One advantage of the present invention is that a medication delivery device may be provided which is intuitive and easy to operate.

Another advantage of the present invention is that a medication delivery device may be provided which does not require the entire apparatus be shifted after being properly sited for an intended injection.

Yet another advantage of the present invention is that a medication delivery device may be provided with a grip feature for engaging the skin around an injection site to limit slippage of the device during siting and injection. Yet another advantage of the present invention is that a medication delivery device may be provided with targeting guides to assist a user in confirming the injection is to be delivered where desired.

Still another advantage of the present invention is that a medication delivery device may be provided which has an enlarged end to stabilize the device over an injection site, which enlarged end is transparent or otherwise configured to allow visibility of components such as a needle disposed therein, and which enlarged end may facilitate application of axial force against the injection site.

BRIEF DESCRIPTION OF THE DRAWINGS

The above-mentioned and other advantages and objects of this invention, and the manner of attaining them, will become more apparent, and the invention itself will be better understood, by reference to the following description of embodiments of the invention taken in conjunction with the accompanying drawings, wherein:

Fig. 1 is a front perspective view of a pharmaceutical delivery device of the present invention, wherein a cap of the device is shown mounted to the proximal end of the device housing;

Fig. 2 is a perspective view of the pharmaceutical delivery device of Fig. 1 with the cap removed, and after the device has manipulated to an unlocked condition;

Fig. 3 is a diagrammatic view in longitudinal cross-section of one suitable configuration of internal components of a delivery device of the present invention;

Fig. 4 is a diagrammatic view in longitudinal cross-section of another suitable configuration of internal components of a delivery device of the present invention in a ready state; Fig. 5 is a diagrammatic view of the device of Fig. 4 at a point after activation at which the needle has been automatically inserted but before automatic injection has occurred;

Fig. 6 is a diagrammatic view of the device of Fig. 5 after automatic injection has occurred; and

Fig. 7 is a schematic showing additional details of a flared housing end.

Corresponding reference characters indicate corresponding parts throughout the several views. Although the drawings represent embodiments of the present invention, the drawings are not necessarily to scale, and certain features may be exaggerated or omitted in some of the drawings in order to better illustrate and explain the present invention.

DETAILED DESCRIPTION OF THE INVENTION

Referring now to Figs. 1 and 2, there is shown a first embodiment of a pharmaceutical delivery device of the present invention. Any directional references in this detailed description with respect to the Figures, such as up or down, or top or bottom, are intended for convenience of description, and by itself does not limit the present invention or any of its components to any particular positional or spatial orientation.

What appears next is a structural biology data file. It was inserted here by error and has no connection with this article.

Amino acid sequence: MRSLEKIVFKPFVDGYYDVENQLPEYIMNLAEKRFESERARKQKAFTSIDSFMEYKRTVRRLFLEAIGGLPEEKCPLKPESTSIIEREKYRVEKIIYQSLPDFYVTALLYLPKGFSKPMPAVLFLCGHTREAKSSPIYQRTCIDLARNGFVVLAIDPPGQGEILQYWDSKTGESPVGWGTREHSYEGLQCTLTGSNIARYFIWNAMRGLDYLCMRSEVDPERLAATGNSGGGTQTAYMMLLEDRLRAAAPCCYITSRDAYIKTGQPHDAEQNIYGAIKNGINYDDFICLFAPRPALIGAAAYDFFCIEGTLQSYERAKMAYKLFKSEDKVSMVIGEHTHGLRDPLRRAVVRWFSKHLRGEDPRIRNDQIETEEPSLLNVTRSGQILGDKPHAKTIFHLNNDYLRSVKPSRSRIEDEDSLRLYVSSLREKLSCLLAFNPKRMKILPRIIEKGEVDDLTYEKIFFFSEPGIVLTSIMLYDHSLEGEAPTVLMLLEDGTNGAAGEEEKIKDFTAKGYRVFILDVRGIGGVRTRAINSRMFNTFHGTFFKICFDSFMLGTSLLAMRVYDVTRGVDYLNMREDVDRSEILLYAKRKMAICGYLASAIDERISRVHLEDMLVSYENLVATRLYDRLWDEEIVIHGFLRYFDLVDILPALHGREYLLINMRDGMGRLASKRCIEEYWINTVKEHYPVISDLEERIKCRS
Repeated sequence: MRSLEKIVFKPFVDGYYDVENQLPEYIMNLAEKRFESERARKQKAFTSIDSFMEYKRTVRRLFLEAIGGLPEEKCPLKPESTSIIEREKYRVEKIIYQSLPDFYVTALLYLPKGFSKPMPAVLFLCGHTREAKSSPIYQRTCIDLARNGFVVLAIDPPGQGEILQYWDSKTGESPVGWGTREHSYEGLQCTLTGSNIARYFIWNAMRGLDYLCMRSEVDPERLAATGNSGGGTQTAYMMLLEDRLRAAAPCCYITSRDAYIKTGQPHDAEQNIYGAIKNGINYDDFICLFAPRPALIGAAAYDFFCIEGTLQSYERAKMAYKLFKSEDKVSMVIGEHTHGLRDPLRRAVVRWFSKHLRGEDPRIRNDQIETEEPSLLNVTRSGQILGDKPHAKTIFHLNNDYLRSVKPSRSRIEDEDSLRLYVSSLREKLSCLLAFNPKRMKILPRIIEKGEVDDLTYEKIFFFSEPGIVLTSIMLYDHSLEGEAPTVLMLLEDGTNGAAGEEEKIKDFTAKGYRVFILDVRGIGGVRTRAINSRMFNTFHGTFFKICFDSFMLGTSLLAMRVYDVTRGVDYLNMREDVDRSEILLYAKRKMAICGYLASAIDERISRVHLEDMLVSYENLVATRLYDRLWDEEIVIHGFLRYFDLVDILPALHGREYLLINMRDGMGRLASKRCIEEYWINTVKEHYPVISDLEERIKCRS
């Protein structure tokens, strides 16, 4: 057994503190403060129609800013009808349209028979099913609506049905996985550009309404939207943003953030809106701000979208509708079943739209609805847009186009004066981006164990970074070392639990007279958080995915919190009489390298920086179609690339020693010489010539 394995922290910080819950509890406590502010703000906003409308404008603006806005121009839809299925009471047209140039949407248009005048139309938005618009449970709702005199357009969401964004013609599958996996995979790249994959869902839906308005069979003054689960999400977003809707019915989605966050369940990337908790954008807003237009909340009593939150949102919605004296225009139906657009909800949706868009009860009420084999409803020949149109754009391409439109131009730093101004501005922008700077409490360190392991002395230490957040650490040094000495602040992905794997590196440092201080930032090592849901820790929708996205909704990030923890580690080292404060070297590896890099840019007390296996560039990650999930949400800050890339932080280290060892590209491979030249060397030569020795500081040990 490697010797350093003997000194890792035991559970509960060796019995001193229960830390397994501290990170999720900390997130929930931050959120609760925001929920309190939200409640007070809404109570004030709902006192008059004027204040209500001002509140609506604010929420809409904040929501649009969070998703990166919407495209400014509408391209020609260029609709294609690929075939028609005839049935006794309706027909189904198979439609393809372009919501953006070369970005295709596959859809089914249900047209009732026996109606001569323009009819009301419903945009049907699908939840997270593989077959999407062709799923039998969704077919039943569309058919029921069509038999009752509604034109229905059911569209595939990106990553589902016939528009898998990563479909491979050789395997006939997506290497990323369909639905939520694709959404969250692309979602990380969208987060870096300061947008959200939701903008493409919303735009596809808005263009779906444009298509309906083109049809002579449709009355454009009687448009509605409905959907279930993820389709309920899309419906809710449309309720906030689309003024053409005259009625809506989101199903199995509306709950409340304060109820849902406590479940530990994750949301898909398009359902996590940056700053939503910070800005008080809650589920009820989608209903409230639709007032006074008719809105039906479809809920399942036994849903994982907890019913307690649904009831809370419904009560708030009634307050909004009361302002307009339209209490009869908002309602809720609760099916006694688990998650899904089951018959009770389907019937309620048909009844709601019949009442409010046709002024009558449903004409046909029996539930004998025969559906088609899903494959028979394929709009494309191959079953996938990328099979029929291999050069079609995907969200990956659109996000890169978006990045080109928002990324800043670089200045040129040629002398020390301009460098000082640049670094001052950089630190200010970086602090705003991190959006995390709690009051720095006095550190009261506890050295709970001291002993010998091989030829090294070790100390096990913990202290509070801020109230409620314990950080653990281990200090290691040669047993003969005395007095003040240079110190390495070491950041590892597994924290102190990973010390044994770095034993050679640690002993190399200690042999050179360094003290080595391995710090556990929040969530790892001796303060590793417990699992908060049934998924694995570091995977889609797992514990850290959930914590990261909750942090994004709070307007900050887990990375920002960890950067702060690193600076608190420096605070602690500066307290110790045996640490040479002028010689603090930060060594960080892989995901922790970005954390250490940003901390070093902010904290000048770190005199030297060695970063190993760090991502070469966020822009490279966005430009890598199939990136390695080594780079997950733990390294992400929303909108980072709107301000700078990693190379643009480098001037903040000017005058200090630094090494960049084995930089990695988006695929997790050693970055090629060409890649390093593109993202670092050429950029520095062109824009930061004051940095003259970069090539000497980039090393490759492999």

The delivery device, generally designated 20, is designed to allow a user, with one hand on the device, to comfortably position the device on the skin at a pre-selected site before initiating the injection sequence. After such siting, the user's hand on the device can remain motionless, while keeping the device stable and comfortable, as needle insertion and injection can be activated with the other hand. The hand holding the device need not firmly press the entire device toward the injection site with any required trigger unlocking or trigger firing pressure. Device 20 provides feedback that needle insertion will take place at the intended location. The interaction strategy of the user with device 20 aids in providing accurate targeting of insertion, as well as stability and comfort during the injection procedure. Device 20 is single use delivery device based on a standard prefilled syringe primary containment. The injector system is delivered ready to use and provides a single fixed dose delivery.

The delivery device, generally designated 20, includes an outer housing 22 having a distal end 24 and a proximal end 26. As used herein, distal and proximal refer to axial locations on the delivery device relative to an injection site when the device is oriented for use at such site, whereby, for example, proximal end of the housing refers to the housing end that is closest to such injection site.

The exterior periphery of outer housing 22 is sized, shaped and/or constructed of materials to facilitate being gripped within one hand by a user or a caregiver during site selection and injection, and may accommodate reduced dexterity in users such as rheumatoid arthritis patients. The shown housing periphery is described herein as having a plastic construction that changes in size but not overall shape along its axial length. The largest transverse dimension or girth of housing 22, other that at its flared base, is between 20 and 30 millimeters, such as about 25 millimeters. Along its entire axial length, the shown housing exterior periphery is non-circular and lobular in transverse cross-sectional shape. The tri-lobular shape shown, which may be held by and within the space between digits of a user's hand, may be replaced with other shapes known in the art, including circular or rectilinear shapes, or shapes having fewer or additional lobes, within the scope of the invention. Other configurations, such as a less uniform shaping along its length, or a construction including a soft touch or rubber-like gripping layer covering a more rigid base, may be employed within the scope of the invention.